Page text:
APG sees renewed interest in its gas-capture technologies

By Patrick C. Miller | April 27, 2016

Although the reduction in Bakken oil and gas activity has put a damper on fielding new gas capture technologies American Power Group (APG) Corp. CEO Lyle Jensen sees the business as an opportunity that’s not going to disappear.

In a letter to the company’s shareholders this week, APG described its Trident oil and gas flare capture business in the Bakken as a “diamond in the rough.”

Slumping oil prices caused Iowa-based APG to idle it flare recovery systems during the winter. However, with oil prices experiencing a modest rally and spring’s arrival, Jensen said industry interest in the company’s technologies is picking up once again.

“There are other customers facing declination curves that are going to have to bring some of their uncompleted wells online,” he said. “During the winter, we just sat tight and watched the market. Here in April, we’ve bid on six sites.”

Some of the calls from customers have been about bringing wells online to maintain revenue while others want to be in position to start operations if oil hits $45 a barrel, Jensen noted.  

“We really do think there’s a lot of potential there,” he said.

Between North Dakota flaring restrictions requiring 85 percent capture gas rates by November this year and the Obama administration’s plans to reduce methane emissions from the oil and natural gas industry by 40 to 45 percent below 2012 levels by 2025, Jensen said there’s a need for the technologies APG offers.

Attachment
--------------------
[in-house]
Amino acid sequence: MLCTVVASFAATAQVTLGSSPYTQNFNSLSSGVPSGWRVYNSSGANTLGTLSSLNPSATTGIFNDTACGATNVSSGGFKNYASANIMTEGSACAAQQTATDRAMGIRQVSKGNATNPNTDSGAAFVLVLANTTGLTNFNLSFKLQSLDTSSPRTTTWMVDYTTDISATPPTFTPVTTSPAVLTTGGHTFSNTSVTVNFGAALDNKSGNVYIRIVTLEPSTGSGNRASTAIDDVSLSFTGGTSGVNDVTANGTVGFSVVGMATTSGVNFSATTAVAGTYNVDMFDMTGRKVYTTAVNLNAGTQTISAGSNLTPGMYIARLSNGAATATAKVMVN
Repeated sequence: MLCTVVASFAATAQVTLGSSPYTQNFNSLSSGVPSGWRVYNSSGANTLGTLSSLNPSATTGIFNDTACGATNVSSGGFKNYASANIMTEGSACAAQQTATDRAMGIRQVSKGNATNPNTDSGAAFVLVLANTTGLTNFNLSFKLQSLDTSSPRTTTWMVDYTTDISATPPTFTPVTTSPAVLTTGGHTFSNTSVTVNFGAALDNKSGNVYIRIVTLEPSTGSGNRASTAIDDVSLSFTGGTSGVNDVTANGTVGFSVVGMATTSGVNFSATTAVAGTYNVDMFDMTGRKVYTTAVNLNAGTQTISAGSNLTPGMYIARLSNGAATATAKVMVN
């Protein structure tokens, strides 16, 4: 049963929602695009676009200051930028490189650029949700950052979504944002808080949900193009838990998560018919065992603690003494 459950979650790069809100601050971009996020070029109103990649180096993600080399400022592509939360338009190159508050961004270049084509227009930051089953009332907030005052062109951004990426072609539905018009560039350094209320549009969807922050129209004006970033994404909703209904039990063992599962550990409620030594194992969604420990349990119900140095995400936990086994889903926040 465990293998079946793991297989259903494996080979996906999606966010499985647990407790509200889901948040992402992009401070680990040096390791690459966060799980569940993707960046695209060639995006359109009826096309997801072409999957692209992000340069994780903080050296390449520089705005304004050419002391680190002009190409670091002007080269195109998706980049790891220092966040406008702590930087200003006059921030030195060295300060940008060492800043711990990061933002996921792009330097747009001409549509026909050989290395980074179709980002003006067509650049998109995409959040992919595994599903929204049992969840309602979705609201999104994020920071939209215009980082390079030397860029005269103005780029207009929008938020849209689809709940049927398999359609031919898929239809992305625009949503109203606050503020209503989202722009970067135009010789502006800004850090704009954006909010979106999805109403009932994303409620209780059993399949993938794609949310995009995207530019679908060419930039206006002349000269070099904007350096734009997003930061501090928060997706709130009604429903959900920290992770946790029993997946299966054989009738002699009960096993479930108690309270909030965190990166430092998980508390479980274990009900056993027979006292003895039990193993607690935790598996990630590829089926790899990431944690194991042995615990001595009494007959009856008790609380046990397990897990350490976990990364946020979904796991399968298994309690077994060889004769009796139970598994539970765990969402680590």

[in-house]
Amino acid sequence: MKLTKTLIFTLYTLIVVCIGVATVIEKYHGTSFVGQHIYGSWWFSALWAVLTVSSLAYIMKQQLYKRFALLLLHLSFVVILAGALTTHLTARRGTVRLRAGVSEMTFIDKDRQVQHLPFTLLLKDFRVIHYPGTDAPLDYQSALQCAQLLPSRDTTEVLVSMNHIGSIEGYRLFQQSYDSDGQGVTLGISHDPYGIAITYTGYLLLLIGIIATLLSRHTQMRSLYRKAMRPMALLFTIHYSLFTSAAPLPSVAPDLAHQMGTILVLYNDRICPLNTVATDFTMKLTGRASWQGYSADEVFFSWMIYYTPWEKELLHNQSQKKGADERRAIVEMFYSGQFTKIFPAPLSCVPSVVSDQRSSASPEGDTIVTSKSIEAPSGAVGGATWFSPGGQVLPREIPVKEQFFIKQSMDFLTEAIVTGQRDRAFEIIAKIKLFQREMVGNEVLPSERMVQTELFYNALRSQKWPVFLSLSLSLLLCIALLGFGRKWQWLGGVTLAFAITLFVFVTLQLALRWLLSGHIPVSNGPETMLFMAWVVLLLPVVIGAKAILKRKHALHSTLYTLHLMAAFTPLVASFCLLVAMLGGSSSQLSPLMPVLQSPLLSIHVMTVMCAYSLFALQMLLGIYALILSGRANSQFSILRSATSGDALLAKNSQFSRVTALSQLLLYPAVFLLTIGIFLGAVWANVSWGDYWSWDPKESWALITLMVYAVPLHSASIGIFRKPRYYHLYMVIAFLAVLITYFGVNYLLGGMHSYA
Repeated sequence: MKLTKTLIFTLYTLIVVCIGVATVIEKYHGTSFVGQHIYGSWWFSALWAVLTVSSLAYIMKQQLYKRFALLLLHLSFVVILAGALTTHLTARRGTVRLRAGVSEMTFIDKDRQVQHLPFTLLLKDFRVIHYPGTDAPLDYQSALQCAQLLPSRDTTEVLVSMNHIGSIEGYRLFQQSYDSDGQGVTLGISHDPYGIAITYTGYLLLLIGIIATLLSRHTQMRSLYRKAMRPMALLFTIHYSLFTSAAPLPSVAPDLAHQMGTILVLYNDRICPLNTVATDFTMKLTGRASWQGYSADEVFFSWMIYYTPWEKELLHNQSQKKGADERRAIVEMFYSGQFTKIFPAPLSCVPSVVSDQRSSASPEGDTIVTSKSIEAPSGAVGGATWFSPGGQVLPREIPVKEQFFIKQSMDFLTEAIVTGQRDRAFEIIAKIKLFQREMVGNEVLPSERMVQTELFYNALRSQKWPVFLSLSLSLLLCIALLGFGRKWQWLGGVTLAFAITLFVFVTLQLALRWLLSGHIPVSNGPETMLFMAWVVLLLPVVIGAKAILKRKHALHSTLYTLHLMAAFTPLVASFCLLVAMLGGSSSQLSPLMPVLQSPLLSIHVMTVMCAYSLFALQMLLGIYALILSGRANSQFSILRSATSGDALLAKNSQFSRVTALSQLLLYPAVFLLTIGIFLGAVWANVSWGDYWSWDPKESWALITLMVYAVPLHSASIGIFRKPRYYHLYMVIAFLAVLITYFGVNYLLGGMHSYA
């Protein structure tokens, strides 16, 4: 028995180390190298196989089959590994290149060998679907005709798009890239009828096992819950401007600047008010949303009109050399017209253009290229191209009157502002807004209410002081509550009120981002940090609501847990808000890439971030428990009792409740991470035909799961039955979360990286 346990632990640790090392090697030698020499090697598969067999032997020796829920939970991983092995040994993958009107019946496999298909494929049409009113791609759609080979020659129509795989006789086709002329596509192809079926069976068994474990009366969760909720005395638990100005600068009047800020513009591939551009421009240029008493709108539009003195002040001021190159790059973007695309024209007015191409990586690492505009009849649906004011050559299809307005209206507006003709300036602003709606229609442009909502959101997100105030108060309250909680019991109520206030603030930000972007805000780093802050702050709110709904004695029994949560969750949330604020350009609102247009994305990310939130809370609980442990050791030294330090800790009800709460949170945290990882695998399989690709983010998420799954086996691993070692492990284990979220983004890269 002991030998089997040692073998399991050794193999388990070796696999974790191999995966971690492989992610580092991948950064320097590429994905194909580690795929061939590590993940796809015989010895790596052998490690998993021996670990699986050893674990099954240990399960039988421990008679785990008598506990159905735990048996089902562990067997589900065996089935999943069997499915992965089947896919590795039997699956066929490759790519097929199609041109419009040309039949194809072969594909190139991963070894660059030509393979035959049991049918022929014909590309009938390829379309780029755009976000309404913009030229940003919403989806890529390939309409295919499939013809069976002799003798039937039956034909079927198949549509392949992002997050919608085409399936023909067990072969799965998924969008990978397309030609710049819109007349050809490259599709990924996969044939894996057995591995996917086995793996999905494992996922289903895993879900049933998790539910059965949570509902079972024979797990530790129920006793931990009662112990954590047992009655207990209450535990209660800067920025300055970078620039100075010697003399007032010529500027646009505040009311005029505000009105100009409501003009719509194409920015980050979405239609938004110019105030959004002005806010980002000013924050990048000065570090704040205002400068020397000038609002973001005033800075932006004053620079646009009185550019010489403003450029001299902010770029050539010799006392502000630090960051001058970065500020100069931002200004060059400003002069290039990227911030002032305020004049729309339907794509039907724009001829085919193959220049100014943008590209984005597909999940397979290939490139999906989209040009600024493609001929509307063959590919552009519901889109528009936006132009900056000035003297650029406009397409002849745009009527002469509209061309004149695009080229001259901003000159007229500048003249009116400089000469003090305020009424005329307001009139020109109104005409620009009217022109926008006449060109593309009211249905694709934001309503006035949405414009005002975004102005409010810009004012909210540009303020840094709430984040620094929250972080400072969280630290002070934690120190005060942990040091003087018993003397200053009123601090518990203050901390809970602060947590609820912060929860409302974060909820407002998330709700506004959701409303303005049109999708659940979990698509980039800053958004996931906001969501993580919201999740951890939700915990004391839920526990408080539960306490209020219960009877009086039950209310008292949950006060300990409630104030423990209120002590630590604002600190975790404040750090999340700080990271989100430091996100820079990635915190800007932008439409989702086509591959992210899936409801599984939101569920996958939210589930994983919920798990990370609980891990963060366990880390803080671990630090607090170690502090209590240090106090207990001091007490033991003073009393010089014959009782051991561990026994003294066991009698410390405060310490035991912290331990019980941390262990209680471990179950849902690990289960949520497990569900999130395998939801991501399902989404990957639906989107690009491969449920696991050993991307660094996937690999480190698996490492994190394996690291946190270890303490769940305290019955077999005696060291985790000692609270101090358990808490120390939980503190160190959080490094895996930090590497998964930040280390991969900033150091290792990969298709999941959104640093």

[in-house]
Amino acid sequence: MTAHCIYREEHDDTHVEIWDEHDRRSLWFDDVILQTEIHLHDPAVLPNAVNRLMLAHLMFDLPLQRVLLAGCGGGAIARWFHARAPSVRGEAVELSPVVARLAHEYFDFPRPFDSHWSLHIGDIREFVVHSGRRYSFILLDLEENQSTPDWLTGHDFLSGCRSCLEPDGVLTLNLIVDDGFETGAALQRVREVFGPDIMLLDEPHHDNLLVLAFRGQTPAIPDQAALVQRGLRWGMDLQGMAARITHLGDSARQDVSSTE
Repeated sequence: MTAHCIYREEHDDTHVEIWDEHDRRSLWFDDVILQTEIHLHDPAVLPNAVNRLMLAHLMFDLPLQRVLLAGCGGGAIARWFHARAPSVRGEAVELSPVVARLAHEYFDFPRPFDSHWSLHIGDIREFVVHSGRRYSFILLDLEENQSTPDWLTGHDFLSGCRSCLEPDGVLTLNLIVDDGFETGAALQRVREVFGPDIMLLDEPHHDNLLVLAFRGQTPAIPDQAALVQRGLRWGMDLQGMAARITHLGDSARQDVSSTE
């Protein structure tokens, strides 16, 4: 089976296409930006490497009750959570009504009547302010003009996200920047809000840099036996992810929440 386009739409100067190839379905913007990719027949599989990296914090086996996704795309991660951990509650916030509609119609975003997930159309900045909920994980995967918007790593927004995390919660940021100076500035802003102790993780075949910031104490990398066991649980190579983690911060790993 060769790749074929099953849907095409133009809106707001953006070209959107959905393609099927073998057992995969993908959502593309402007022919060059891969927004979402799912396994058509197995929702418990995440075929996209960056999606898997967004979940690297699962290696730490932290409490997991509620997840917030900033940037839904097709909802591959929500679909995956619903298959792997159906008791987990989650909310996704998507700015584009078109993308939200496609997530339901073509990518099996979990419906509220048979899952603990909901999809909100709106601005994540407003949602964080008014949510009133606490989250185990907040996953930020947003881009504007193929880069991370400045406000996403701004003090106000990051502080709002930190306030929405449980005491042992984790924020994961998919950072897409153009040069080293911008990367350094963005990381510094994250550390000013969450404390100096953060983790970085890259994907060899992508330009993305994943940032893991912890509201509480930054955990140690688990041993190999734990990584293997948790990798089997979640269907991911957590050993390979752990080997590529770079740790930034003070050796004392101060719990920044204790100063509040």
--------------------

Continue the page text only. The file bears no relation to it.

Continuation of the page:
“Our second system that we’re building right now is being designed to have different types of pressures, lower temperatures and a different type of separation technology to capture the methane,” he explained. “We plan on being able to separate it from the NGLs and have a quality NGL that is marketable.”

The company has designed its latest remote flare capture system with the capability to separate and process the currently unregulated flared methane into CNG that can be used with its dual-fuel solution.

With LNG, Jensen sees the emergence of markets for using methane to fuel diesel generators, diesel pumps and heavy duty trucks. Trucks running APG’s dual-fuel systems now have more than 100 million miles on them, he said.

“It can really be a win/win from the standpoint that we can produce CNG at a lower cost than diesel and also reduce diesel-related emissions by 50 percent by displacing that much diesel fuel and its use,” Jensen said.

APG’s focus is on remote sites with no access to pipelines and stranded sites—wells connected to pipelines that are already operating at capacity. Jensen sees APG’s gas capture and dual-fuel technologies as a filling in a piece of the puzzle, not as a solution that will work for every producer with a flaring problem.

“The majority of NGL is going to be pipeline-driven,” he noted. “Even at 12-13 percent flaring, it’s a tremendous amount of out-gassing and waste gas on the remote sites and stranded sites—they still have to flare on those sites.”

Between halts and delays in pipeline infrastructure construction, the need to maintain revenue streams and an uptick in oil prices that has some producers contemplating the completion of drilled wells, Jensen foresees opportunities for APG in the Bakken.  

“You have to manage not only what’s on the pipeline, but you’re also going to have to manage your remote and stranded sites,” he said.


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